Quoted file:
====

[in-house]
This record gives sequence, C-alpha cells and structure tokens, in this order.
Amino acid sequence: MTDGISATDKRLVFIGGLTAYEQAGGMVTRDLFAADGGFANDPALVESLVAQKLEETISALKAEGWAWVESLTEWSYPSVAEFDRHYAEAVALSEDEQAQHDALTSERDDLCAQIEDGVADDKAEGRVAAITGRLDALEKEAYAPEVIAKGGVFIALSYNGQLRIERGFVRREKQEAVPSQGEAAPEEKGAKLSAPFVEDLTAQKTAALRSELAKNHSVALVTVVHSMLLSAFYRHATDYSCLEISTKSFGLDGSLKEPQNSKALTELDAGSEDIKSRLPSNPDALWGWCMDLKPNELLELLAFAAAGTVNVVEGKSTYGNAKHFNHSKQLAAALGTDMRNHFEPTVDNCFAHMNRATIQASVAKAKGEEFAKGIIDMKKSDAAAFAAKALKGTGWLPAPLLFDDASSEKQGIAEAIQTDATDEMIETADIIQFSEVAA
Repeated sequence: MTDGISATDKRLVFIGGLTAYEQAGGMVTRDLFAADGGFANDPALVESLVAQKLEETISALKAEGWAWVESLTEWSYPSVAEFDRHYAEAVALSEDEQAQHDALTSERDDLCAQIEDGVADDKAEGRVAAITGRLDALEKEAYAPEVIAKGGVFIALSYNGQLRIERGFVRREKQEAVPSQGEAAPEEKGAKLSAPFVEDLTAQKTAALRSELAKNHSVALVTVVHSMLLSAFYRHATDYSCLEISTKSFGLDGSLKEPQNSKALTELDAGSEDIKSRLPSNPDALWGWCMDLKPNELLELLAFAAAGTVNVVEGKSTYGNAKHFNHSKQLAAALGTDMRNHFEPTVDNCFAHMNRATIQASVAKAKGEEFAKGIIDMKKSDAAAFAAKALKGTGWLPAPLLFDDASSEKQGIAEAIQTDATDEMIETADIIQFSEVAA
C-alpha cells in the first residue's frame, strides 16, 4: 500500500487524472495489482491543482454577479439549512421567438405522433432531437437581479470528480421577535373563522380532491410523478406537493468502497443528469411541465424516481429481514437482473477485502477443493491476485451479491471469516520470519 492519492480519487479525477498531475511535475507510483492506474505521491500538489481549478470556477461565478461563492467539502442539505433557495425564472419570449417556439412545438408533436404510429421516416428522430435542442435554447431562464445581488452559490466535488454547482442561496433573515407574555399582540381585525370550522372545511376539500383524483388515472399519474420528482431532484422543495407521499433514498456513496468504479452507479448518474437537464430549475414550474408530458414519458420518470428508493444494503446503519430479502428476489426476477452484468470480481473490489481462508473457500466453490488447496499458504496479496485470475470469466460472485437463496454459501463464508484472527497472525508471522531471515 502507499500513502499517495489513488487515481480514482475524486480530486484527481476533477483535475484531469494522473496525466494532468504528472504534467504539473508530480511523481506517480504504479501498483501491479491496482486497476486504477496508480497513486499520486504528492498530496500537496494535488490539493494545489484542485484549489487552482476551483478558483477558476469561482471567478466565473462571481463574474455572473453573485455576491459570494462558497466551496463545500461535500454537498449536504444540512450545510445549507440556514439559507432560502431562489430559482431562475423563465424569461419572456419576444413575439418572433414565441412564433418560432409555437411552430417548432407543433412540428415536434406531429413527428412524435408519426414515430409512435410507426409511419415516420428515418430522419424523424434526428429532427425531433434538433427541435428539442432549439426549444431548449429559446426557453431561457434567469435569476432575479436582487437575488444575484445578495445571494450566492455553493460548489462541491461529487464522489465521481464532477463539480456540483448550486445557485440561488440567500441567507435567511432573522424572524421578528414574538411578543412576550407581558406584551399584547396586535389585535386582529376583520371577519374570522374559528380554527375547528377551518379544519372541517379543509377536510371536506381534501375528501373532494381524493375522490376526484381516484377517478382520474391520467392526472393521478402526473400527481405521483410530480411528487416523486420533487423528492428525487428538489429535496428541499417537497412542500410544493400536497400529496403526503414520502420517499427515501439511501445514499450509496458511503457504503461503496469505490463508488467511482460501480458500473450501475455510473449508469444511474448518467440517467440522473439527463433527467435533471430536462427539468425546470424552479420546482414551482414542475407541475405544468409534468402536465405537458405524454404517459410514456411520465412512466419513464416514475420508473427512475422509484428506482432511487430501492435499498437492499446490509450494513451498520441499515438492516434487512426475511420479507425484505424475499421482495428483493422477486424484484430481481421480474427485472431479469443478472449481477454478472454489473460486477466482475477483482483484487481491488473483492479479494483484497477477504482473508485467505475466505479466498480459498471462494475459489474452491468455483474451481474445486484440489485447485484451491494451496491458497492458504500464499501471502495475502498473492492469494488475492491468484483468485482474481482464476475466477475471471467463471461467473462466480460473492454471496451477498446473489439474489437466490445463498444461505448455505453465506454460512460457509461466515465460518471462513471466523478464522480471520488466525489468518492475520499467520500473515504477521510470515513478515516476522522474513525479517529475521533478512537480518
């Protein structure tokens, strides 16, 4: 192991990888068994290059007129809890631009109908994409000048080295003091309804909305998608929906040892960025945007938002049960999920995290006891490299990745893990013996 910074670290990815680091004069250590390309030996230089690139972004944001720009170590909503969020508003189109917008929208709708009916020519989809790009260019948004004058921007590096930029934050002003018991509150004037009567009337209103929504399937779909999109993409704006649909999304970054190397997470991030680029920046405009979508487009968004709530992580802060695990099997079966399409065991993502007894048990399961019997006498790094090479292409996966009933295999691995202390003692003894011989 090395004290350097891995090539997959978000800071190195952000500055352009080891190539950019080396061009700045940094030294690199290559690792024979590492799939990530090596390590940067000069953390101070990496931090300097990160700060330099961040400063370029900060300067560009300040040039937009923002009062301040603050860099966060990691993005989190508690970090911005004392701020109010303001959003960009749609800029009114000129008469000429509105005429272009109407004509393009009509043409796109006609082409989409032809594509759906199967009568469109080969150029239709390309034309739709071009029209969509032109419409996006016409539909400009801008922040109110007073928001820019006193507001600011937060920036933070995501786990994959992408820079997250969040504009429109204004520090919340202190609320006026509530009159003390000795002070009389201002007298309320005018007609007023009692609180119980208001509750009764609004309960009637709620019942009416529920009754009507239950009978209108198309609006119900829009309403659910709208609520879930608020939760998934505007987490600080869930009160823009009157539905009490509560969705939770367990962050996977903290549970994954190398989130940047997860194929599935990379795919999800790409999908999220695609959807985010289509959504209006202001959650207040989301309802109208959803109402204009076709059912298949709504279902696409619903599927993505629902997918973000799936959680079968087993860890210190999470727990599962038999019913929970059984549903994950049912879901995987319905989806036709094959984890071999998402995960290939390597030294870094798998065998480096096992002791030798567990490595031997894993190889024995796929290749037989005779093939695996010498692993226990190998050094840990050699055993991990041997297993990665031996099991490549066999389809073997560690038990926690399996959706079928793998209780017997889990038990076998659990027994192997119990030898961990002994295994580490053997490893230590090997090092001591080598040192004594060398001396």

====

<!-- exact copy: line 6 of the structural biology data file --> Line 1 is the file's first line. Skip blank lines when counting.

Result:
């Protein structure tokens, strides 16, 4: 192991990888068994290059007129809890631009109908994409000048080295003091309804909305998608929906040892960025945007938002049960999920995290006891490299990745893990013996 910074670290990815680091004069250590390309030996230089690139972004944001720009170590909503969020508003189109917008929208709708009916020519989809790009260019948004004058921007590096930029934050002003018991509150004037009567009337209103929504399937779909999109993409704006649909999304970054190397997470991030680029920046405009979508487009968004709530992580802060695990099997079966399409065991993502007894048990399961019997006498790094090479292409996966009933295999691995202390003692003894011989 090395004290350097891995090539997959978000800071190195952000500055352009080891190539950019080396061009700045940094030294690199290559690792024979590492799939990530090596390590940067000069953390101070990496931090300097990160700060330099961040400063370029900060300067560009300040040039937009923002009062301040603050860099966060990691993005989190508690970090911005004392701020109010303001959003960009749609800029009114000129008469000429509105005429272009109407004509393009009509043409796109006609082409989409032809594509759906199967009568469109080969150029239709390309034309739709071009029209969509032109419409996006016409539909400009801008922040109110007073928001820019006193507001600011937060920036933070995501786990994959992408820079997250969040504009429109204004520090919340202190609320006026509530009159003390000795002070009389201002007298309320005018007609007023009692609180119980208001509750009764609004309960009637709620019942009416529920009754009507239950009978209108198309609006119900829009309403659910709208609520879930608020939760998934505007987490600080869930009160823009009157539905009490509560969705939770367990962050996977903290549970994954190398989130940047997860194929599935990379795919999800790409999908999220695609959807985010289509959504209006202001959650207040989301309802109208959803109402204009076709059912298949709504279902696409619903599927993505629902997918973000799936959680079968087993860890210190999470727990599962038999019913929970059984549903994950049912879901995987319905989806036709094959984890071999998402995960290939390597030294870094798998065998480096096992002791030798567990490595031997894993190889024995796929290749037989005779093939695996010498692993226990190998050094840990050699055993991990041997297993990665031996099991490549066999389809073997560690038990926690399996959706079928793998209780017997889990038990076998659990027994192997119990030898961990002994295994580490053997490893230590090997090092001591080598040192004594060398001396």